27 December 2007

Tadeusz Borowski, This Way for the Gas, Ladies and Gentlemen, 1959

Had Borowski not commited suicide at the age of twenty-nine it is thought he would have gone on to become one of Poland’s truly great writers. The defining two years of his life were spent in Auschwitz-Birkenau between 1943 and 1945, a period which undoubtedly coloured his perception of humanity for his remaining six years and which found an outlet in the short amount of Holocaust fiction which he produced, gathered here in this short, valuable collection. These are tales based on true happenings in Auschwitz but told with a storytelling licence that makes no bid for literary greatness or emotive overkill, yet it is just this act of ‘telling it like it is’ that gives This Way for the Gas, Ladies and Gentlemen its impact.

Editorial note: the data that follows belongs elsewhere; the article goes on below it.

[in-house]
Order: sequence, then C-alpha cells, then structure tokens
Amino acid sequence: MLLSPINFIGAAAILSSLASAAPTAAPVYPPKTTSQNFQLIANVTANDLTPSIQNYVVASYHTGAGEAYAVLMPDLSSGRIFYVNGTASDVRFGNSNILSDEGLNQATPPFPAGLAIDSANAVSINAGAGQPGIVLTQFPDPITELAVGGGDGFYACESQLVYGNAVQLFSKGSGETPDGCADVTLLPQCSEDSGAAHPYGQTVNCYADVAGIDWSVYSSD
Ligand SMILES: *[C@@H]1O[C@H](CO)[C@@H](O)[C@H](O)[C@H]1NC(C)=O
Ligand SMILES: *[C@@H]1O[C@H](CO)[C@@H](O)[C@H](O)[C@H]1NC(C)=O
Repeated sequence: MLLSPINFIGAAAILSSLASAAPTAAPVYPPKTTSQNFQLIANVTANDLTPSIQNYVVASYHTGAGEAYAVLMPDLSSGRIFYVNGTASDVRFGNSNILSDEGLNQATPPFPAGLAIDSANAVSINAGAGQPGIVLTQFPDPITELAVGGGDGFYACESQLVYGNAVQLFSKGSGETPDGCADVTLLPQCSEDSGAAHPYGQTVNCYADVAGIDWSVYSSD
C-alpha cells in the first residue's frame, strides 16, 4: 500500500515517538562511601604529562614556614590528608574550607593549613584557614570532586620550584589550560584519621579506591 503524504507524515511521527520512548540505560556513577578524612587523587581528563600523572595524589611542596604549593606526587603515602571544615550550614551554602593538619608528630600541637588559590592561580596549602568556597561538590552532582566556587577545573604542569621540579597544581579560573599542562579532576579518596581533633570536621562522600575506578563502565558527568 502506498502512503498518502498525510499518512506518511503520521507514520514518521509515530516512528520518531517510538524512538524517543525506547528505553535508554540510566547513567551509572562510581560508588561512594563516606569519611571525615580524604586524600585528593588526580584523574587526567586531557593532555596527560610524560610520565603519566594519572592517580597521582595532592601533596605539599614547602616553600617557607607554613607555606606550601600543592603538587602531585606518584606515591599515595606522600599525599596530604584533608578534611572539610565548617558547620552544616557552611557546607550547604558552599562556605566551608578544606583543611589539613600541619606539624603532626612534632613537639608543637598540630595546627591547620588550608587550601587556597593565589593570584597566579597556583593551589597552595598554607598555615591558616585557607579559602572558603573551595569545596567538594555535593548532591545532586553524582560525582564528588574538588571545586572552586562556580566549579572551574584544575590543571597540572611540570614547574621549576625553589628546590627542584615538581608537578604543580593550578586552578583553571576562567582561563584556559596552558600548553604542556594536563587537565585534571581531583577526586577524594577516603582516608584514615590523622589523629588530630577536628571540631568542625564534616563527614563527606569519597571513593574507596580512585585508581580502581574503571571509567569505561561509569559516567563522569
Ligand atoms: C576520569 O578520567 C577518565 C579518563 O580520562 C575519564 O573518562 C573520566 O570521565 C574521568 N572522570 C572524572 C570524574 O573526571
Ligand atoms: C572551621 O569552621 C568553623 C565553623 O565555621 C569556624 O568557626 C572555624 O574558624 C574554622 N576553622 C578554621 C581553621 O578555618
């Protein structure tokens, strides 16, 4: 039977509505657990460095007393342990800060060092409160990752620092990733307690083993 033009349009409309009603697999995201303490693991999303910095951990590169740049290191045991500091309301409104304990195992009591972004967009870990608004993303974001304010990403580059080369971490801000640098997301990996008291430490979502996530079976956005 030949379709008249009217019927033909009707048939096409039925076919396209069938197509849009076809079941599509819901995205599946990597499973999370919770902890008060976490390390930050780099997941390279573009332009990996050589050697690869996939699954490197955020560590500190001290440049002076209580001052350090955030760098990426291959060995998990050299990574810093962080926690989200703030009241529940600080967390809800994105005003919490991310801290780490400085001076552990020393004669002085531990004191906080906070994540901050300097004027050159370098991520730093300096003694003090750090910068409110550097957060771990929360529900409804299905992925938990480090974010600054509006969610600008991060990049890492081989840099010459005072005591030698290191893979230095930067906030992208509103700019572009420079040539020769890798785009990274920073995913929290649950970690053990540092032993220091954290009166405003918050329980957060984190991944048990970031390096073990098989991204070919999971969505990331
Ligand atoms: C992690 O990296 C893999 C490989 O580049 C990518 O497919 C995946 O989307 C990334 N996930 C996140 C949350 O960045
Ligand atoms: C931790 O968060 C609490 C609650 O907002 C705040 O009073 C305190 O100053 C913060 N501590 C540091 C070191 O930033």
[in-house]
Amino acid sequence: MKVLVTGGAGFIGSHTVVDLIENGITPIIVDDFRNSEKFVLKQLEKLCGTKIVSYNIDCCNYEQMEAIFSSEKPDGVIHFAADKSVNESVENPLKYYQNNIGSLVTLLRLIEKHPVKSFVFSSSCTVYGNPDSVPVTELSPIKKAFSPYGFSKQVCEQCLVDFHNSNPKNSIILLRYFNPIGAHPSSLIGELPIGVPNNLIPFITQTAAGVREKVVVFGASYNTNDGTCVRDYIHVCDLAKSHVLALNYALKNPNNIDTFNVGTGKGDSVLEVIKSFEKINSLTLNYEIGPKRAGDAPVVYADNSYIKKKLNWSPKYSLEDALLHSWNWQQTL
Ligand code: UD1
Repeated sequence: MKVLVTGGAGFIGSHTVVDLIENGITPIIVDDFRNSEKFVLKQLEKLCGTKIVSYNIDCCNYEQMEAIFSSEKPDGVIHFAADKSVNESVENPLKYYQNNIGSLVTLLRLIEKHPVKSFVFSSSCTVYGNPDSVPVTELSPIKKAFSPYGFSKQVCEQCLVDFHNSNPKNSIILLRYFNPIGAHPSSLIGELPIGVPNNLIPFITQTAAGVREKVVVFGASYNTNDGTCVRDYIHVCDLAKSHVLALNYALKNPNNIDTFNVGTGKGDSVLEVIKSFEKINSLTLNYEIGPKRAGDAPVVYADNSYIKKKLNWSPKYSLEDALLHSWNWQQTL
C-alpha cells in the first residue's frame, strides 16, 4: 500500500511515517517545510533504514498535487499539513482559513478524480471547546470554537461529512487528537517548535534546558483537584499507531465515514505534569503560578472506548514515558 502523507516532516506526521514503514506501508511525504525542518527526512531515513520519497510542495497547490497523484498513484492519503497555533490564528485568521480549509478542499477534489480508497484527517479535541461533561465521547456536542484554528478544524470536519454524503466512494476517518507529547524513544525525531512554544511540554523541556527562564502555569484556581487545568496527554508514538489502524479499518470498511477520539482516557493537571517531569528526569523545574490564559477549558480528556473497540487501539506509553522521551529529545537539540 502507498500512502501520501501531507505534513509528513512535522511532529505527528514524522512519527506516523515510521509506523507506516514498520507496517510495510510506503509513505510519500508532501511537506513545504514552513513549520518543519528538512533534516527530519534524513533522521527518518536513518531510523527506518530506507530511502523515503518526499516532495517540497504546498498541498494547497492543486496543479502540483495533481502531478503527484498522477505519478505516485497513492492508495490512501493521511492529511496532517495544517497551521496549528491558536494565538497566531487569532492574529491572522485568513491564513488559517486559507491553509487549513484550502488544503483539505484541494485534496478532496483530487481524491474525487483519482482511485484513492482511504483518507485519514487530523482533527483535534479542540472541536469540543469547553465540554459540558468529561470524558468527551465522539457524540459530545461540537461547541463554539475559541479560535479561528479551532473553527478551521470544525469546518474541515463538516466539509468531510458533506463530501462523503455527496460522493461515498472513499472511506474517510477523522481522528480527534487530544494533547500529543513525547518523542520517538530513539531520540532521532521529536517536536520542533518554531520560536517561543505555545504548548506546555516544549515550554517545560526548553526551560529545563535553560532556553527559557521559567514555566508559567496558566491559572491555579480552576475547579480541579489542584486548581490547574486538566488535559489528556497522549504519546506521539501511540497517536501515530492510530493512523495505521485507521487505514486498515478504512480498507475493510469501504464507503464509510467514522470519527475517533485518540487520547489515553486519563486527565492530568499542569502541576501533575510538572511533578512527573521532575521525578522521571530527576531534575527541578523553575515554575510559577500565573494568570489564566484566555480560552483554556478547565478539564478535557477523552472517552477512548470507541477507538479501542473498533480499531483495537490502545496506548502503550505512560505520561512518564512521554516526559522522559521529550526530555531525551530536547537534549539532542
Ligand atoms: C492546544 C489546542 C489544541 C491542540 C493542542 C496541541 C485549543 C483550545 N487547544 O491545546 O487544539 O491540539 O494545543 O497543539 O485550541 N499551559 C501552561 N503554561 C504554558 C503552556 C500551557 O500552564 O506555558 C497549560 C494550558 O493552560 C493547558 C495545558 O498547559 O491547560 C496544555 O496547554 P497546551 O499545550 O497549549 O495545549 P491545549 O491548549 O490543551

The distinguishing thing about concentration camp life, as Borowski tells it, is that there is no clearly defined line between victims and perpetrators. Camp inmates act with frequent self-interested cruelty to each other, something that Borowski resigned himself to accepting is a trait of anyone whose back is against the wall and whose life is under threat; the Nazis, however, do reserve both the more gratuitous and ‘professional’ acts of inhumanity for themselves and appear to relish in them, there being little that is identifiably human about them, as we encounter them here. This short book seems to offer a microcosm of one extreme of human experience that does benefit from some occasional optimistic colouring and black humour, though amongst the almost everyday telling there are some particularly memorable and shocking sequences, delivered deadpan and with surprisingly little anger or cynicism. This collection deserves its ‘classic’ status.   PY

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